Rangers dedicate themselves to protecting the planet’s most beautiful and vulnerable species.

Working under harsh conditions, rangers often face danger as they come into contact with poachers. Rangers are also the face of protected areas, and conduct outreach to build partnerships with local communities. Lastly, rangers help research and monitor the status of wildlife, thus building a scientific basis for park management. Find out more about life as a ranger in our slide show below...
World Ranger Day, 31 July, 2013

Ranger for a day

In recognition of the critical work of these unsung heroes, and to mark World Ranger Day on July 31, 2013, the US Ambassador to Thailand, Kristie Kenney, visited Kuiburi National Park in south-west Thailand to show her appreciation and experience life as a ranger for a day.

About Kuiburi National Park
Kuiburi National Park lies in the southern-most part of the Kaeng Krachan-Kuiburi Forest Complex in Thailand’s Tenasserim Mountains. The Park was established in 1999 and covers an area of close to 1100 square km. The forests contain dry evergreen and moist evergreen forests, and priority species include tigers, Asian elephants, gaur, banteng, and Malayan tapir.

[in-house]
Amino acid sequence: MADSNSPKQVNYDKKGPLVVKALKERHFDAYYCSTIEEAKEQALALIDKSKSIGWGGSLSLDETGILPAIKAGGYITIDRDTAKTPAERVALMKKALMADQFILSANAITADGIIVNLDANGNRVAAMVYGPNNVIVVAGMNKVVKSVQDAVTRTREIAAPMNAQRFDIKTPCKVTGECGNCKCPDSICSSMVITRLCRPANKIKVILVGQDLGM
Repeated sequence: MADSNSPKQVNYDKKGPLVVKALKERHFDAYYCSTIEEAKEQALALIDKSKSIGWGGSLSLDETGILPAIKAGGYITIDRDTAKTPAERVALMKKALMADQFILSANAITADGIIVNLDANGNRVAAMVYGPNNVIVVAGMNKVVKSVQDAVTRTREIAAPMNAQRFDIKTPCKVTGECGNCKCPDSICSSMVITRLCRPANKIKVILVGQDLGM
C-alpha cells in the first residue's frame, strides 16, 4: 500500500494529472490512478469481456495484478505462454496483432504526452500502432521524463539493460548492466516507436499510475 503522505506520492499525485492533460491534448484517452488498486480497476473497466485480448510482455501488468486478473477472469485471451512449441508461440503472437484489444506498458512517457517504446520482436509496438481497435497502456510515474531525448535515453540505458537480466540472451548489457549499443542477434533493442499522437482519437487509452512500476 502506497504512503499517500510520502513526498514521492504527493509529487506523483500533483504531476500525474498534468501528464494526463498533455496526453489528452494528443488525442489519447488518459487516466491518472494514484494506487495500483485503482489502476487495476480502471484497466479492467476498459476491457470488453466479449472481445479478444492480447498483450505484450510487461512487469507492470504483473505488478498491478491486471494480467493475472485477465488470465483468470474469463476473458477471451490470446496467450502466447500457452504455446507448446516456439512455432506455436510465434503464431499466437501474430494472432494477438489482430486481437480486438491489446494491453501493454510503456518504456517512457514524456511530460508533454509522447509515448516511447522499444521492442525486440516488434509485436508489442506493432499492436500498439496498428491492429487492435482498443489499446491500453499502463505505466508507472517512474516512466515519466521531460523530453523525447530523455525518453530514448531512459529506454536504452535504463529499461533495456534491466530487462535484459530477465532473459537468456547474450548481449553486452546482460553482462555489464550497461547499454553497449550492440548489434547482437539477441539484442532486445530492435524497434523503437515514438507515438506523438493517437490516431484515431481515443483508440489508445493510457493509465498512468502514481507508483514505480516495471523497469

In 2006, the area was identified as a priority Tiger Conservation Landscape, which means Kuiburi and its surrounding areas have a crucial role in maintaining a tiger population in the long-term, due to the quality of the remaining habitat as well as existing conservation measures. Kuiburi is also home to about 230 wild elephants.

WWF-Thailand works with the Department of National Parks, Wildlife and Plant Conservation and related government agencies to protect wildlife in Kuiburi National Park, using a combination of wildlife habitat restoration, anti-poaching measures including patrolling and community outreach, and buffer zone management to reduce Human-Elephant conflict and provide watershed ecosystem value to peoples. The project is also working to secure critical wildlife habitat, and aims to extend the Park into surrounding forest areas.

Anti-poaching measures in the Park include promoting an intelligence network to strengthen law enforcement and protection, on-the-ground patrols and joint patrolling operations between homeland security agencies, the National Park and WWF-Thailand in remote and insecure areas, and community outreach to build partnerships with local people that promote zero poaching.